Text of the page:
Condos and the future: mitigating risks and ensuring long-term sustainability

For many Canadians, owning a condo is one of the most significant investments of their lives. However, the longevity of condo infrastructure in Canada is threatened by various risks that require more attention. To address this issue, the CIA has released a new insight statement that provides valuable information and recommendations for safeguarding this important investment.

Longevity of Condo Infrastructure emphasizes the importance of repairing, replacing and renewing common elements such as roofs, pools, elevators and parking lots within condo buildings, as well as having sound reserve funds. The authors of the statement, Henry Chio, FCIA, Jean-Sébastien Côté, FCIA, and John Nguyen, stress that owning a condo is a significant life investment for many Canadians, and it’s crucial that all stakeholders understand the value of this asset and its associated risks.

“By working together and taking proactive steps, we can ensure the longevity of Canada’s condominium infrastructure.”

– Jean-Sébastien Côté, FCIA

The statement also highlights the need for a broader education system to keep boards and condo owners up to date on requirements related to insurance, legislation, finance and other relevant issues. This is particularly crucial since these risks cannot be faced individually.

“Condo owners need to understand that this type of investment involves sharing risks with others beyond their own unit.”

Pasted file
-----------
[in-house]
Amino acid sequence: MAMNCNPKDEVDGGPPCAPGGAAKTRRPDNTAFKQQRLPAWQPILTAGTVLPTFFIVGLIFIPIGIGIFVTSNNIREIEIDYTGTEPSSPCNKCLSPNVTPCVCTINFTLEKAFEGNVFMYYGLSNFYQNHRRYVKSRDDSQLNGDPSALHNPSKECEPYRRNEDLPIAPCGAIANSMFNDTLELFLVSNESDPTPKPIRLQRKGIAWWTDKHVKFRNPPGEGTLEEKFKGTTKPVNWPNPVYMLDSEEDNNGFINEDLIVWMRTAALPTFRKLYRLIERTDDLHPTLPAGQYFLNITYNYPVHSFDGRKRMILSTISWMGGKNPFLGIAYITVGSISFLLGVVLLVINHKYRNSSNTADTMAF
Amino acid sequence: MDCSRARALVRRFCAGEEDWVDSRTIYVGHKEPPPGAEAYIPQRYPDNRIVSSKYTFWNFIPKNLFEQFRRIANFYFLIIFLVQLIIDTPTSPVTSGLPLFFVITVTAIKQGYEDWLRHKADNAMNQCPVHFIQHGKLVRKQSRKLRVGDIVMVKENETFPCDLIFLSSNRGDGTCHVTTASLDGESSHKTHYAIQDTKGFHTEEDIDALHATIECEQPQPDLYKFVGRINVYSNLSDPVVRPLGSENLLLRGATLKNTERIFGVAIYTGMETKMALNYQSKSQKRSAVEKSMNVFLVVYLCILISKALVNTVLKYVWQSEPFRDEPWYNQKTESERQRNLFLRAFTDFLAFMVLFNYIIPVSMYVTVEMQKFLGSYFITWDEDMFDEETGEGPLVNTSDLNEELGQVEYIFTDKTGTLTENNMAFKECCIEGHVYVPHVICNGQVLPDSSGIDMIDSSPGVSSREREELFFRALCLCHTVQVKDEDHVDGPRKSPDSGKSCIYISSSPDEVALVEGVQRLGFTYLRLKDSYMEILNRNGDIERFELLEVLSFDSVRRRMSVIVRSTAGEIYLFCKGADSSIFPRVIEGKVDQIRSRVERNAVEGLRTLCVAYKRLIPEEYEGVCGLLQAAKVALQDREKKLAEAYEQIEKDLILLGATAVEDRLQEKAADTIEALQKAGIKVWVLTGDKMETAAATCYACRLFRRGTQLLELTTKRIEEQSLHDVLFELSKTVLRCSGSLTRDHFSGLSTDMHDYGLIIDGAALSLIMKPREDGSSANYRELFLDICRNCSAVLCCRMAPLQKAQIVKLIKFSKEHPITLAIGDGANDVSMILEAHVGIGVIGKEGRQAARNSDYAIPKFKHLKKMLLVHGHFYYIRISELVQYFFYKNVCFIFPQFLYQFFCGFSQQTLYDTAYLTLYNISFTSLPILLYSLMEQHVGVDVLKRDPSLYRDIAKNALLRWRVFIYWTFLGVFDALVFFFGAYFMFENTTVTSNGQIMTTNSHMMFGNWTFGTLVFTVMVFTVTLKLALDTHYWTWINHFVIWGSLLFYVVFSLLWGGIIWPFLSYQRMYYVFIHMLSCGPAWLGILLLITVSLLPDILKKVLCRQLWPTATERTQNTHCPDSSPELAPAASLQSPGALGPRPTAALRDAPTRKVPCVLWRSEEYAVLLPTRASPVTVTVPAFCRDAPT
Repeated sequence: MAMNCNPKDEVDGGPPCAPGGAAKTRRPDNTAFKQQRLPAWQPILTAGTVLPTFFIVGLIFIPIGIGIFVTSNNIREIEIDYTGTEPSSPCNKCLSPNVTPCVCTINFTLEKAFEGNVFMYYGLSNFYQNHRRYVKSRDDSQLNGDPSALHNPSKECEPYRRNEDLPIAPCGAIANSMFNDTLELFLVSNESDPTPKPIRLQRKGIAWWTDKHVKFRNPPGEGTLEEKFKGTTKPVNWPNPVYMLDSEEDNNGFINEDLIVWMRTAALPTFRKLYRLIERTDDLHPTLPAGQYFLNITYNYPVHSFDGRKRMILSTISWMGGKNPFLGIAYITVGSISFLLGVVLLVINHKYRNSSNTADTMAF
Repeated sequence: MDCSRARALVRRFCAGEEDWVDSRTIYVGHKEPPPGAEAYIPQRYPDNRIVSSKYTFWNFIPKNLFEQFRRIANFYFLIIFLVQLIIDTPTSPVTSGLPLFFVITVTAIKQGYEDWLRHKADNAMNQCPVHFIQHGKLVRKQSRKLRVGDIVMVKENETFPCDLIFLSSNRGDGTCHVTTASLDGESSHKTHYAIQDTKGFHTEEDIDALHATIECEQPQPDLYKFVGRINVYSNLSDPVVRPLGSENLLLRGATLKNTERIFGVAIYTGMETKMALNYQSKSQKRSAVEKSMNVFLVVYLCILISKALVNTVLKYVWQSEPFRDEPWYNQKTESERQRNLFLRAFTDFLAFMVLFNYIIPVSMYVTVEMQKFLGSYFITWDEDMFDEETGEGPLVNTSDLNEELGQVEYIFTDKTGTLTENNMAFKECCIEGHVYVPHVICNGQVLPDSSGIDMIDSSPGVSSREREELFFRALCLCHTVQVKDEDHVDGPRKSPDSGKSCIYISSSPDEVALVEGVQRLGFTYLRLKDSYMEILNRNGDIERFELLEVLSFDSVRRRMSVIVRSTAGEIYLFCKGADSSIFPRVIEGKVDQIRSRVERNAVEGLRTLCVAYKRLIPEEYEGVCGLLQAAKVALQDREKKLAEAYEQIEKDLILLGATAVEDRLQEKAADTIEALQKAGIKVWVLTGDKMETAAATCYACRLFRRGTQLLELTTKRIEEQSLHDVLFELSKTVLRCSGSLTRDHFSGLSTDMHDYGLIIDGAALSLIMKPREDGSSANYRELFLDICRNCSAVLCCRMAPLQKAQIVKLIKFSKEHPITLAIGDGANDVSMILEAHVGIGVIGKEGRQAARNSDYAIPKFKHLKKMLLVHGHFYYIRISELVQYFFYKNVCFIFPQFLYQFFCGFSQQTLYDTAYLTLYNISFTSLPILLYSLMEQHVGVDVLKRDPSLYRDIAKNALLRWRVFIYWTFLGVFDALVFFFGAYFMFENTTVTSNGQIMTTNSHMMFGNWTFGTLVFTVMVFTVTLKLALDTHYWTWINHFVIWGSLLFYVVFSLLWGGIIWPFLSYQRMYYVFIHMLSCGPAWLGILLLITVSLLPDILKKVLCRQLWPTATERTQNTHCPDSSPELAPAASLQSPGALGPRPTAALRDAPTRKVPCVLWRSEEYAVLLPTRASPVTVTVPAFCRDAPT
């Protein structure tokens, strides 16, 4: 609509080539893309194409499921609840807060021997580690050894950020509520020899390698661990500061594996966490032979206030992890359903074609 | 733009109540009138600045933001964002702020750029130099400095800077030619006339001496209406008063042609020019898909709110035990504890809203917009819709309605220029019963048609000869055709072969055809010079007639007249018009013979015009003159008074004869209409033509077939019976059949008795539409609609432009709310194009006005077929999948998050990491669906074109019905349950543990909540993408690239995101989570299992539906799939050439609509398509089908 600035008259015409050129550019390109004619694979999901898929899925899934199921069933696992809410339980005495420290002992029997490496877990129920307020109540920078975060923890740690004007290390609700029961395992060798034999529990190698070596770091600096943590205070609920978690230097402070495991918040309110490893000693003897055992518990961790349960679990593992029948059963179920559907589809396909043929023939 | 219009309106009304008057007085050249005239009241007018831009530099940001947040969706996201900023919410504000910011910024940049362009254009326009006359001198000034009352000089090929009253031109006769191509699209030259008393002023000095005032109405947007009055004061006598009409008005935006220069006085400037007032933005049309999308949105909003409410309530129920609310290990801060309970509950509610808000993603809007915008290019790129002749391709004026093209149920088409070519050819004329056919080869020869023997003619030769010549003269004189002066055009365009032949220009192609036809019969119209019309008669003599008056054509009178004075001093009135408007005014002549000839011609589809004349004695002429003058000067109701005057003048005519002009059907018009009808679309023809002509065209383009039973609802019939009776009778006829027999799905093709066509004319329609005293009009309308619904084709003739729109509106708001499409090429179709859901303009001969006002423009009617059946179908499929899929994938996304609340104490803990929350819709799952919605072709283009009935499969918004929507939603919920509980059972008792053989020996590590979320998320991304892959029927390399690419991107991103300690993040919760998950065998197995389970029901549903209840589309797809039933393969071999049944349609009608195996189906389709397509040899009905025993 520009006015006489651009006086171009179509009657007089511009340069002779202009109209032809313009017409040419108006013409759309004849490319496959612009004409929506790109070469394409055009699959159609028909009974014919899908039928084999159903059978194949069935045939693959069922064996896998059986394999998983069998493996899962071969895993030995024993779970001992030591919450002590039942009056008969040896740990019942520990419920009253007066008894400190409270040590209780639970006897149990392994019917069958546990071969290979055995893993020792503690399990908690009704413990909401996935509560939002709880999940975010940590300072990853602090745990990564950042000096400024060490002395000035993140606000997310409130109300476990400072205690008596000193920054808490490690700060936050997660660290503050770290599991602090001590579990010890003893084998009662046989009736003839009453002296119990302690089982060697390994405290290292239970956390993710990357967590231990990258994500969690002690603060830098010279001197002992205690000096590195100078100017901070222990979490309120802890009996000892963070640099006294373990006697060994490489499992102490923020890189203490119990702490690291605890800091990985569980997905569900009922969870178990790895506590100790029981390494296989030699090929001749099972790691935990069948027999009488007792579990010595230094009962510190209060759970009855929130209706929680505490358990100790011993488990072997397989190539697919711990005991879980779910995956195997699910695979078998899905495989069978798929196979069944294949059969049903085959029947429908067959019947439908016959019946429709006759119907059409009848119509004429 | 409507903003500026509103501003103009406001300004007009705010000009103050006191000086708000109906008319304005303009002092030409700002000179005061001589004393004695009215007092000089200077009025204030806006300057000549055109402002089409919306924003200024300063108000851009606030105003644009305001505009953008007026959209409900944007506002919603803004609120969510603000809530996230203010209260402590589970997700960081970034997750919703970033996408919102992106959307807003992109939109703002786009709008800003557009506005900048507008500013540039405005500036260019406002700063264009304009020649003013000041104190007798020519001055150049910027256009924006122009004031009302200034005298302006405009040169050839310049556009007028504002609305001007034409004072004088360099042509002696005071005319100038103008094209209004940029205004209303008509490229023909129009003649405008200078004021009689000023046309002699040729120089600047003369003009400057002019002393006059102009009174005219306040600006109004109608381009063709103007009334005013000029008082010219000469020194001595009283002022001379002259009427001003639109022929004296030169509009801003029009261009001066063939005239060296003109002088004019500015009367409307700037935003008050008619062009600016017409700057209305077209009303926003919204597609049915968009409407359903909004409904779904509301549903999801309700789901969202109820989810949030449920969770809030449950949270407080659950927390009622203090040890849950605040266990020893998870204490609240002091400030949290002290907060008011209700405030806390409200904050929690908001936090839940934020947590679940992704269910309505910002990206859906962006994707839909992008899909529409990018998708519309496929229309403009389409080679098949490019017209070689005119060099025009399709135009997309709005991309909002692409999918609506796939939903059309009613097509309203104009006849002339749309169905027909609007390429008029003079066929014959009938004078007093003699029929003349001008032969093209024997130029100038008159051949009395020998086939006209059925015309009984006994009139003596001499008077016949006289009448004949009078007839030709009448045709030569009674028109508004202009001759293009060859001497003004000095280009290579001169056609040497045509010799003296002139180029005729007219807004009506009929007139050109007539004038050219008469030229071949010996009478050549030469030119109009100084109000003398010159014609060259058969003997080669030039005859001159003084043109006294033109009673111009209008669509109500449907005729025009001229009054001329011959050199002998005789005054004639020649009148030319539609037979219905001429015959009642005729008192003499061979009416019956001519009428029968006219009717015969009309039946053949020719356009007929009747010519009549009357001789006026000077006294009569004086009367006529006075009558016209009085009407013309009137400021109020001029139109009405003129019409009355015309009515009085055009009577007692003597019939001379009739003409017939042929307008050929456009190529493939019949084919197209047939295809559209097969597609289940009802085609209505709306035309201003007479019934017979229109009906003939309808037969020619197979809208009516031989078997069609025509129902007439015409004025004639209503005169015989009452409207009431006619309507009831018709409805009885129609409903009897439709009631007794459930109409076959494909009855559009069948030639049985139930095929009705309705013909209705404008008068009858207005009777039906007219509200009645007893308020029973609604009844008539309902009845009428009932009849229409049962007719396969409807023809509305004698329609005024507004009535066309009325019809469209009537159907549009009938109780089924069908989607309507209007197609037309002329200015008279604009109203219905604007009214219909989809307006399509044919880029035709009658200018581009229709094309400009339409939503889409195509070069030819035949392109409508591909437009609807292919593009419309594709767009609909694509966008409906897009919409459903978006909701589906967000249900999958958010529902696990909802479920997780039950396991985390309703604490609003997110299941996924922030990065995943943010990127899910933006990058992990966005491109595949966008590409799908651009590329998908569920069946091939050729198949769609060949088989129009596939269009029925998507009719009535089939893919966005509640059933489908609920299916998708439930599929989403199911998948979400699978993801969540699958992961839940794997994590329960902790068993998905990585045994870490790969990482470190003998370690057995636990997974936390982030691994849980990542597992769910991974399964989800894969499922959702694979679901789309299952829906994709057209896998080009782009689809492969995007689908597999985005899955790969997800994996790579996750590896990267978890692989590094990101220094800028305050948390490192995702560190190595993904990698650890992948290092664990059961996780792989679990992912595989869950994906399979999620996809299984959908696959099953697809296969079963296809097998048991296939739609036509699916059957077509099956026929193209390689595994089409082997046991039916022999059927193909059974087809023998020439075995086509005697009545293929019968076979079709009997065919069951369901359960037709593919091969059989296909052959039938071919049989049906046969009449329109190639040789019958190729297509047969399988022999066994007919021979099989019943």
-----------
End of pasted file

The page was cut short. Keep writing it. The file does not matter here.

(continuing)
– Henry Chio, FCIA

In addition, the statement outlines specific risks and recommendations related to climate change impacts on properties, financial management by condo boards and interest rates and inflation. It further emphasizes the need for stronger government intervention to guide proper estimation of the future costs of maintaining and repairing condo infrastructure as it ages.

These recommendations are not limited to condos and can be broadly applied to public infrastructure such as public buildings, roads, bridges and waterworks maintained by all levels of government. Therefore, it’s important for everyone to understand the risks associated with condos and properly forecast and mitigate them.

The authors encourage condo owners to be proactive in learning about the financial health of their condo association, getting to know their condo community and engaging with their board. By working together and taking proactive steps, stakeholders can ensure the longevity of Canada’s condominium infrastructure.

“Ultimately, condo owners, buyers, governments, municipalities, condo managers, board members and other stakeholders should better understand the risks associated with condos and properly forecast and mitigate them.”

– John Nguyen

The statement serves as a valuable resource for anyone interested in owning a condo in Canada or maintaining public infrastructure. The authors joined the Seeing Beyond Risk podcast as guests to provide further insights into the results behind the statement, additional background information and more.

This new release draws heavily on an earlier research paper by Jean-Sébastien Côté and Jon Juffs which explores the Canadian condominium industry through an actuarial lens. This research paper reviewed condo reserve funds set aside for paying the future repair and replacement costs of common elements shared among condo owners in a building.

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